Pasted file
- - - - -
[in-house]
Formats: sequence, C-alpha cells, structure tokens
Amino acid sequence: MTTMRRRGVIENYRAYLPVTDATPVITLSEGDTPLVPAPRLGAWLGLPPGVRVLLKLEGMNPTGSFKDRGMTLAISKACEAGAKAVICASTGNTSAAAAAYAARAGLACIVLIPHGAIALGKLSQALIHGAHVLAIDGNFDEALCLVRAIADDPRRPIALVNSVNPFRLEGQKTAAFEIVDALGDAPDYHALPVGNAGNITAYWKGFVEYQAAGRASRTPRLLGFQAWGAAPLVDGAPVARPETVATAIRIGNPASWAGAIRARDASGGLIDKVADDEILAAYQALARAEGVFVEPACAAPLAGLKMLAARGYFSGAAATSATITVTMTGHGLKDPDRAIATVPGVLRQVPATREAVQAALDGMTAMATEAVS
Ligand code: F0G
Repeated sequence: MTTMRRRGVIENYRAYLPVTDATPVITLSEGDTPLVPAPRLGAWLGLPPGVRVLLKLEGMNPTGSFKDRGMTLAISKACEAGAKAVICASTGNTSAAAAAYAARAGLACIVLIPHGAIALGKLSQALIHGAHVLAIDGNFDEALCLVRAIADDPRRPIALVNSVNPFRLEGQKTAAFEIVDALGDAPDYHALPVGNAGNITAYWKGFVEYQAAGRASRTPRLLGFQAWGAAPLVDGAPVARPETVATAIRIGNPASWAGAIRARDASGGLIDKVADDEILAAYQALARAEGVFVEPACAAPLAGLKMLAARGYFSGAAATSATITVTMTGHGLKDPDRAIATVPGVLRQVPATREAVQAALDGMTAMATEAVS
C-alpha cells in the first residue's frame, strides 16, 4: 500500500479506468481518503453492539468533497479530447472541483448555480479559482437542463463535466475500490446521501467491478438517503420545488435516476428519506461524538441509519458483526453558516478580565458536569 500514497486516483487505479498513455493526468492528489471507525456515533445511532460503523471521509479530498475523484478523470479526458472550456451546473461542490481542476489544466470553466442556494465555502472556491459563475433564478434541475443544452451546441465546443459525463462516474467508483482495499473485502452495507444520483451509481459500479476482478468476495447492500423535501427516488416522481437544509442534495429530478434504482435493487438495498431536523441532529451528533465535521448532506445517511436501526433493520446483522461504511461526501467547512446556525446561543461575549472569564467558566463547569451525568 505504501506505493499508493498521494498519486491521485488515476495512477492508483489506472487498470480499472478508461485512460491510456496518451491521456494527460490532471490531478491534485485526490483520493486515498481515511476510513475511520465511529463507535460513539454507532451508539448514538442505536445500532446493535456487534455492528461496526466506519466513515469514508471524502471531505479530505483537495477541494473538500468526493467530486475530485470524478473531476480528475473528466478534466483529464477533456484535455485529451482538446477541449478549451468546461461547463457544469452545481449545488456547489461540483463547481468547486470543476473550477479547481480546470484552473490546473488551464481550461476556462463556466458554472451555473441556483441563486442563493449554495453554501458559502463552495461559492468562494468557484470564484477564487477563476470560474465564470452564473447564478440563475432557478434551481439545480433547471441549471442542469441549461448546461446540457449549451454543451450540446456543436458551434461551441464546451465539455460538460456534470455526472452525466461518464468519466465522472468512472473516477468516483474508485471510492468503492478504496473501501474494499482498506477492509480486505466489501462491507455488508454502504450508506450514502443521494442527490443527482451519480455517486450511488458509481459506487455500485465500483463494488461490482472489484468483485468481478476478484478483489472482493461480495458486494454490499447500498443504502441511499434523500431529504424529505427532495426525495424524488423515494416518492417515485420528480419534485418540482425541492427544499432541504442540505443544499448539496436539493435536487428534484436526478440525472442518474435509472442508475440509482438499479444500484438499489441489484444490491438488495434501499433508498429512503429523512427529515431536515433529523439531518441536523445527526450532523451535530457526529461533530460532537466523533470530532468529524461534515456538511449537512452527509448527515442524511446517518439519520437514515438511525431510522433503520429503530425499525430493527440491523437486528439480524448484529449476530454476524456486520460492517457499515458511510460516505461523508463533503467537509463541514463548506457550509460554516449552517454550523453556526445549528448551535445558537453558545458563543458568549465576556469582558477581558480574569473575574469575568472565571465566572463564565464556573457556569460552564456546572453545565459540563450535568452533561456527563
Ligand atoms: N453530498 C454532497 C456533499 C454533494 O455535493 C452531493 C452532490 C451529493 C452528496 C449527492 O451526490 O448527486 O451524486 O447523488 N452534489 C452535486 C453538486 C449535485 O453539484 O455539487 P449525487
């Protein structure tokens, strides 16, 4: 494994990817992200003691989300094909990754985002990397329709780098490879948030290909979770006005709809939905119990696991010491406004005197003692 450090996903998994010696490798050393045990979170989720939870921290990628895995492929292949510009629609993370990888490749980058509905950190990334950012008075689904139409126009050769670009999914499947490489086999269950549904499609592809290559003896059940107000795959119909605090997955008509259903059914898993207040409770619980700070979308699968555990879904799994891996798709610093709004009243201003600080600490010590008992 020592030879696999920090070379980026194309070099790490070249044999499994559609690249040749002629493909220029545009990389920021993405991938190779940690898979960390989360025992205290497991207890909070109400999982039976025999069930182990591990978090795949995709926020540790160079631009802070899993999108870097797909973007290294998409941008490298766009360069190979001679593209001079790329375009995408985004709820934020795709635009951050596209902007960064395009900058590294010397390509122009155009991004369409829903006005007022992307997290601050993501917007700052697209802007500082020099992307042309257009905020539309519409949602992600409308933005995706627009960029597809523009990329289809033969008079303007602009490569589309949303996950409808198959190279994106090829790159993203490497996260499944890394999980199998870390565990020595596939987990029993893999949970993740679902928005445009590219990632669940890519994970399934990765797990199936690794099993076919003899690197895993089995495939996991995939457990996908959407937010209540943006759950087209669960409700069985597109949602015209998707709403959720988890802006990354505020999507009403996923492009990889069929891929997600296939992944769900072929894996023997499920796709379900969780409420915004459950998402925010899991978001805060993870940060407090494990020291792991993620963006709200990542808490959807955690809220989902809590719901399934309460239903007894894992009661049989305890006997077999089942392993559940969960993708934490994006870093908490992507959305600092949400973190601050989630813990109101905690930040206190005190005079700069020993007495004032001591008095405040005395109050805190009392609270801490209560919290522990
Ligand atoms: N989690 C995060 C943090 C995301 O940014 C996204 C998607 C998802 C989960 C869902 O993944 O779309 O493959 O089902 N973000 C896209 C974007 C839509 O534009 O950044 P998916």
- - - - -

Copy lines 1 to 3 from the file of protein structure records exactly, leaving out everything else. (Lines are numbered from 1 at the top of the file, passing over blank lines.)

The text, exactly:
[in-house]
Formats: sequence, C-alpha cells, structure tokens
Amino acid sequence: MTTMRRRGVIENYRAYLPVTDATPVITLSEGDTPLVPAPRLGAWLGLPPGVRVLLKLEGMNPTGSFKDRGMTLAISKACEAGAKAVICASTGNTSAAAAAYAARAGLACIVLIPHGAIALGKLSQALIHGAHVLAIDGNFDEALCLVRAIADDPRRPIALVNSVNPFRLEGQKTAAFEIVDALGDAPDYHALPVGNAGNITAYWKGFVEYQAAGRASRTPRLLGFQAWGAAPLVDGAPVARPETVATAIRIGNPASWAGAIRARDASGGLIDKVADDEILAAYQALARAEGVFVEPACAAPLAGLKMLAARGYFSGAAATSATITVTMTGHGLKDPDRAIATVPGVLRQVPATREAVQAALDGMTAMATEAVS